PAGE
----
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What Does Quote on Quote Mean?

“Quote on quote.” You’ve probably heard this phrase during conversations or maybe even used it yourself.

It’s a common misinterpretation of the correct phrase “quote unquote,” often used to emphasize quotations or convey a tone of irony or skepticism. Understanding and using these phrases accurately is essential for clear communication.

What Does Quote on Quote Mean

Let’s demystify “quote on quote” and “quote unquote,” exploring their correct meanings, origins, and usage.

Section 1: Clarifying “Quote on Quote” vs. “Quote-Unquote”

Have you ever heard someone say “quote on quote” and wondered what it meant?

Well, it turns out this is a classic case of mishearing.

The actual phrase is “quote unquote,” not “quote on quote.

This mix-up typically happens in spoken English, where the nuances of speech can lead to misunderstandings.

“Quote unquote” is used to indicate that the speaker is quoting something verbatim or highlighting a word or phrase for emphasis, irony, or skepticism.

In contrast, “quote on quote” doesn’t really have a defined meaning and is more of a common error. Knowing the difference helps in both understanding others and being understood.

Section 2: The Origin of “Quote-Unquote”

The phrase “quote-unquote” has its roots in the oral tradition of indicating quotations. When reading aloud, a speaker might say “quote” before starting the quotation and “unquote” at the end to signal the conclusion of the quote.

This practice helps listeners differentiate between the speaker’s words and the quoted words.

Over time, “quote unquote” evolved beyond literal quoting.

Today, it’s widely used in everyday conversation and media, serving not only to quote verbatim but also to cast doubt, show disagreement, or convey irony.

Section 3: Understanding the Usage of “Quote-Unquote”

How do we use “quote unquote” correctly? Its most traditional use is in spoken language to signal the beginning and end of a direct quote. For example, a speaker might say, “He said, quote, it’s not you, it’s me, unquote.”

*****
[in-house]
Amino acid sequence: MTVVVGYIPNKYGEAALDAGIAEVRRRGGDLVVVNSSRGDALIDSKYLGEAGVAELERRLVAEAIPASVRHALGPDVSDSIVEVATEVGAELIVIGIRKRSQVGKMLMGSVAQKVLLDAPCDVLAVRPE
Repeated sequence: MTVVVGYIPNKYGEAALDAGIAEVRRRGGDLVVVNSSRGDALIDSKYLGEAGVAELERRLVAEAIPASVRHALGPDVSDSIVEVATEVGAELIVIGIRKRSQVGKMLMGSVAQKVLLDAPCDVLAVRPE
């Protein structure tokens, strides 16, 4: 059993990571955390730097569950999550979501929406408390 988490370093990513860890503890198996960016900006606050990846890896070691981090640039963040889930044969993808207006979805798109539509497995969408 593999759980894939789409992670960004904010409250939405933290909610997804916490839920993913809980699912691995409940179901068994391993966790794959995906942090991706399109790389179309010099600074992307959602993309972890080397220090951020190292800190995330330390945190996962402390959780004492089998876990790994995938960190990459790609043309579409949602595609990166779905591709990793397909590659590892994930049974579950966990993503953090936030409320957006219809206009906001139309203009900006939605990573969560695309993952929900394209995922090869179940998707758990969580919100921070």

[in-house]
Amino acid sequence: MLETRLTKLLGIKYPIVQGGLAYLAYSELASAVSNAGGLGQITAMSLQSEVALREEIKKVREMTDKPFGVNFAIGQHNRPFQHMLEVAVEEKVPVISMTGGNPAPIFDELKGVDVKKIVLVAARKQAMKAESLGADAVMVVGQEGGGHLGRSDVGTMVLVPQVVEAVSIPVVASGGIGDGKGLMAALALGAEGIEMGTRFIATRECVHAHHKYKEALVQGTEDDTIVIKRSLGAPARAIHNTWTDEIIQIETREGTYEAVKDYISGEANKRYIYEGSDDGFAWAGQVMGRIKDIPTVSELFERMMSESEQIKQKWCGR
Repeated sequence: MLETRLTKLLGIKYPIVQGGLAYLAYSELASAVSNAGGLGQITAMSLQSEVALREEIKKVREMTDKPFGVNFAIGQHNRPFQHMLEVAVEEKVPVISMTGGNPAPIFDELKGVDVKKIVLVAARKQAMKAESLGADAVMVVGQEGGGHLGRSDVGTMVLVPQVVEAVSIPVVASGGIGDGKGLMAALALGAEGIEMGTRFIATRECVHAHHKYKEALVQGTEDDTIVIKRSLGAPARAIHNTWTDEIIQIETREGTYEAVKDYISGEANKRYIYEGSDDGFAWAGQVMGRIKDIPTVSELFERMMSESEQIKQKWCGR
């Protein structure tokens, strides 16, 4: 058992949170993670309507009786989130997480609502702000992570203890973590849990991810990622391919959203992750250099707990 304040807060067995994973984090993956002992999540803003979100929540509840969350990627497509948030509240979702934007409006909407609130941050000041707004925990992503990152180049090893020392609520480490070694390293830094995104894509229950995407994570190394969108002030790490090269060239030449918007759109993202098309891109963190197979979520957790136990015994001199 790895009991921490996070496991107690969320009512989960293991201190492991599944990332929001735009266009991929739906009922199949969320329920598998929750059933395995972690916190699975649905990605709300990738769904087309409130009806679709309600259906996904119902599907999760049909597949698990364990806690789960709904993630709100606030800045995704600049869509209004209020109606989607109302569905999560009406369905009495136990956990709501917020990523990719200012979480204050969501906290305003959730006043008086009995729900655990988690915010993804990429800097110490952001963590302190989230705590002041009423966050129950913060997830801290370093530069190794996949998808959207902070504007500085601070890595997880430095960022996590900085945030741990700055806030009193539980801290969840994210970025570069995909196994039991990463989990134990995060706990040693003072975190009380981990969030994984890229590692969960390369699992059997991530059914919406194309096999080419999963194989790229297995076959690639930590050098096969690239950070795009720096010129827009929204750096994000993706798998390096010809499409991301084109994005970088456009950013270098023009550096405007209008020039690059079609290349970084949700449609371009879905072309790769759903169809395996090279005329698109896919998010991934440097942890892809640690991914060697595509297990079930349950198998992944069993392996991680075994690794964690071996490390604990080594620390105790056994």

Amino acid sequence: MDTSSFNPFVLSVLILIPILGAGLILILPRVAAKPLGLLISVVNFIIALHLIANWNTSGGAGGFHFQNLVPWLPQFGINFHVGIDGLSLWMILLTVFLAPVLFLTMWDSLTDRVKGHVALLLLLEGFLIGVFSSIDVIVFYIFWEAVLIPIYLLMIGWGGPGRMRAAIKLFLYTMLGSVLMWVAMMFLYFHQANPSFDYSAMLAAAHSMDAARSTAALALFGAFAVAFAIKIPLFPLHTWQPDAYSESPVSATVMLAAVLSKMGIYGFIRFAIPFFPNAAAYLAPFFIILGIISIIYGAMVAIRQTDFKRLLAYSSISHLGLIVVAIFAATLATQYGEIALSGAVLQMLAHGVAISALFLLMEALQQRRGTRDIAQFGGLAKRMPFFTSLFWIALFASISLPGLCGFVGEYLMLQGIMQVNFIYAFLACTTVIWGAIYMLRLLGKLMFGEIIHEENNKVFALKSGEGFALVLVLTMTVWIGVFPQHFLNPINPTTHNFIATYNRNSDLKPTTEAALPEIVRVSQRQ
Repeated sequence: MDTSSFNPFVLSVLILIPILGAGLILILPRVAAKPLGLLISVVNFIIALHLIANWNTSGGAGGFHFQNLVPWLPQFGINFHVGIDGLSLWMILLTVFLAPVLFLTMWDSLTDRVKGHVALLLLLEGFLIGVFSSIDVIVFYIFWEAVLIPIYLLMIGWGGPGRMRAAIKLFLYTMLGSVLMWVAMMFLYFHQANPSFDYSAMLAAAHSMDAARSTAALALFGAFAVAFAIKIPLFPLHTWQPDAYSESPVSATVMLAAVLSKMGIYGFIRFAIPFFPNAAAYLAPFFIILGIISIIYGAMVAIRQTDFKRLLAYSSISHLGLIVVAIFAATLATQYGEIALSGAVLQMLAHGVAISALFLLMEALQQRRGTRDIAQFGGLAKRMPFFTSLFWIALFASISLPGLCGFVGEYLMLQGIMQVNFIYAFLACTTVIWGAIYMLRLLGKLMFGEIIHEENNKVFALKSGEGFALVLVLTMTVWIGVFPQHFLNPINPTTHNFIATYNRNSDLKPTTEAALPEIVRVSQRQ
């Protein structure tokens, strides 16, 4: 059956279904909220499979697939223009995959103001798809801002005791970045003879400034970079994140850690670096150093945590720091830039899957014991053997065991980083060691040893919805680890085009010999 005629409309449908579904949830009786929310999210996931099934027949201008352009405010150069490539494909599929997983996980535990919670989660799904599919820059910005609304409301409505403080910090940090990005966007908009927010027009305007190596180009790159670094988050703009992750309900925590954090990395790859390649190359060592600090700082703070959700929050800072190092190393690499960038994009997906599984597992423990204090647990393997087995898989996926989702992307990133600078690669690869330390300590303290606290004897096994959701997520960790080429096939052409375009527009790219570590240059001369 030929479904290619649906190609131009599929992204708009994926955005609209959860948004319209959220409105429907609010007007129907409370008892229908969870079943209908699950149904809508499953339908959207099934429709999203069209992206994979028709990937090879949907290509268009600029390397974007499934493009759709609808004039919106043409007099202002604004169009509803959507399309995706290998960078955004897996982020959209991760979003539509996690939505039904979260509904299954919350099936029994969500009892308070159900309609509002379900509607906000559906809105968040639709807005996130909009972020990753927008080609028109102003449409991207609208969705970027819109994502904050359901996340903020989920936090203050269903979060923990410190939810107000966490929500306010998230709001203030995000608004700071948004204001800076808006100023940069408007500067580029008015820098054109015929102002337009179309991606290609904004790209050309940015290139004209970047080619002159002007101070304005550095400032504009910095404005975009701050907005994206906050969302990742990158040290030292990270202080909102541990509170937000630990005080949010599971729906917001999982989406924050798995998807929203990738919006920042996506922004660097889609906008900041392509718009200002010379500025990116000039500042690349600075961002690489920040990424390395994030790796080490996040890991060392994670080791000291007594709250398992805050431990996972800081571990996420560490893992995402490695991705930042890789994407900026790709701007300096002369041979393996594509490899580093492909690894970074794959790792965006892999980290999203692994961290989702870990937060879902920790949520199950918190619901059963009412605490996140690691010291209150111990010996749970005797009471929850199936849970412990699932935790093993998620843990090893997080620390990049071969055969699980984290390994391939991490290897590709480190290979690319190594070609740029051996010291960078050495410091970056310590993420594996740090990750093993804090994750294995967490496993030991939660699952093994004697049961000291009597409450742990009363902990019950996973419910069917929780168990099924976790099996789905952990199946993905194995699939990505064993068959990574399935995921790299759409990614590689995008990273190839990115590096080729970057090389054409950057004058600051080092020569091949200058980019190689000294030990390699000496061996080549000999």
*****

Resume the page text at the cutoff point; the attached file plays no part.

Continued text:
But “quote unquote” also comes in handy to highlight a word or phrase for special attention, often with a tone of skepticism or irony. For instance, “She is his ‘quote unquote’ friend,” can imply that their friendship is not straightforward.

Section 4: Examples of quote unquote in Context

Let’s look at “quote-unquote” in action. This phrase can change the tone or meaning of a sentence based on its usage. Here are some examples:

  1. Direct Quotation:
    • In a speech: “The candidate said, quote, we will change the world, unquote.”
    • This usage makes it clear that the words between “quote” and “unquote” are directly taken from the candidate’s speech.
  2. Irony or Sarcasm:
    • In conversation: “So you met her ‘quote-unquote’ boyfriend?”
    • Here, the phrase indicates that the word “boyfriend” might not accurately describe the relationship.

Section 5: Tips for Using “Quote-Unquote” Effectively

Using “quote-unquote” appropriately is all about context. Here are some tips:

  • Context is Key: Use “quote-unquote” when you need to quote someone verbatim, especially in spoken language. It’s also useful for highlighting a word or phrase to convey an alternative meaning like irony or skepticism.
  • Tone Matters: The way you say “quote-unquote” can convey different meanings. A sarcastic tone can turn an ordinary word into a skeptical one.
  • Avoid Overuse: While “quote-unquote” is a handy tool, overusing it can make your speech or writing unclear or cumbersome. Use it sparingly for maximum impact.


The phrase “quote-unquote” is more than just a pair of words; it’s a versatile tool in our language arsenal.

Understanding the difference between the commonly misheard “quote on quote” and the correct “quote unquote” ensures that you’re using the phrase properly to enhance your communication.

Whether it’s to directly quote someone or to add a layer of meaning to a word or phrase, “quote-unquote” can add depth and clarity to your language.

What to do next?

Have you ever used “quote-unquote” in a conversation or speech? Or perhaps you’ve heard the “quote on quote” version?

Share your experiences and how this article might change your use of these phrases.

For more fascinating insights into language and communication, keep exploring our site and check out our interactive quizzes and resources!


I have been a teacher of English for over 15 years, in that time i made hundreds and thousands of resources and learnt so much i think its worth sharing. Hopefully to help teachers and parents around the world.

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